CORTLAND, N.Y. -- LaRon Landry pounded the turf with his open hand, visibly frustrated with himself for dropping an interception during seven-on-seven team drills.
It was only his first practice with his new team, but his expectations for himself are high. In torrential downpours that began at 9 a.m. and lasted throughout much of the 21/2-hour session Saturday morning, Landry made the most of his limited snaps.
After spending the entire offseason rehabbing Achilles and heel injuries, the safety is anxious to show the Jets he's got plenty left in the tank.
"It felt great," he said of his near-interception. "I'm kind of mad at myself. I wish I would have caught the interception. I should have caught the interception. I was one step too late . . . And that's just me being a tough critic of myself."
The Jets acquired Landry, 27, in March, but the former Redskin was merely a spectator during their offseason program, prompting many to wonder if he'd ever take the practice field. On Saturday, he calmed those concerns.
"Wow," Rex Ryan said when asked for an assessment of Landry's first practice.
"The first thing you look at is obviously the physical stature of him," Ryan said. "But you forget he can run a 4.3 . The makeup speed is phenomenal . . . It's clearly about his health. If he stays healthy, we know what we have. That's a perennial Pro Bowl safety."
And Landry is eager to show off his Pro Bowl form, not because he is competing with himself or his teammates but simply because he knows no other way to be.
"Each and every snap, each and every day, I'm trying to send a message," he said. "I'm really not competing with myself, I'm just trying to earn my teammates' trust. That I'm with them throughout thick and thin and I'm going to give it 100 [percent]. All I got."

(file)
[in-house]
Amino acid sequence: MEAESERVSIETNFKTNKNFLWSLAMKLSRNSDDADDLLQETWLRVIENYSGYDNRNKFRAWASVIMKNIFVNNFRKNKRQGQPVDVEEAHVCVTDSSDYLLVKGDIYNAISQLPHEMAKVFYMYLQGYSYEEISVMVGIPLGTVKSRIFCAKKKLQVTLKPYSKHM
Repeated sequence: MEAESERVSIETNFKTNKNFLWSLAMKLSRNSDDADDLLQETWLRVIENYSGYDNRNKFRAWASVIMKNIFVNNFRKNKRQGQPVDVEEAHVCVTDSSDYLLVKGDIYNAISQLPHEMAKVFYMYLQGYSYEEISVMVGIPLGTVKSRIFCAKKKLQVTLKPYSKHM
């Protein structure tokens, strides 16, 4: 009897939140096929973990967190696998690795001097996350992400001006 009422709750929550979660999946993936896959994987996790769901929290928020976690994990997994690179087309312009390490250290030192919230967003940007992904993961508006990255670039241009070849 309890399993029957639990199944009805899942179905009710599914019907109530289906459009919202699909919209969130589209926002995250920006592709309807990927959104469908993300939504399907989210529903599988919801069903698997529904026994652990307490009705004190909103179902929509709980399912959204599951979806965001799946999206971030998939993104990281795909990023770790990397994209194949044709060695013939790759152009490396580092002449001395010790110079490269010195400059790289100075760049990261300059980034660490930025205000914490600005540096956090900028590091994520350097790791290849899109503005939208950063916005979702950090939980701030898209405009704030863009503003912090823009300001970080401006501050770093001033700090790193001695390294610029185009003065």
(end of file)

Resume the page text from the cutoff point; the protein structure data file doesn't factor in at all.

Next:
Landry said the coaching staff believed it was necessary to place him on the active PUP list this past week, but he wasn't worried about his health heading into camp.
"I knew my health was going to be there," said Landry, who was activated Thursday. "I don't doubt myself."
Ryan said Landry will be on a "pitch count" and practice every third day in order to avoid aggravating his injuries.
Though Landry would prefer to be on the field, he understands why the coaching staff sees the need to be cautious. Of his reputation for going full speed, he said: "That's the only speed I got. It's all or nothing with me."
Getting physically ready for football was the easy part, Landry said. The biggest challenge continues to be mastering the terminology and the playbook. And, of course, jelling with his new teammates.
"They already were a great secondary," Landry said. "I'm just trying to fit in."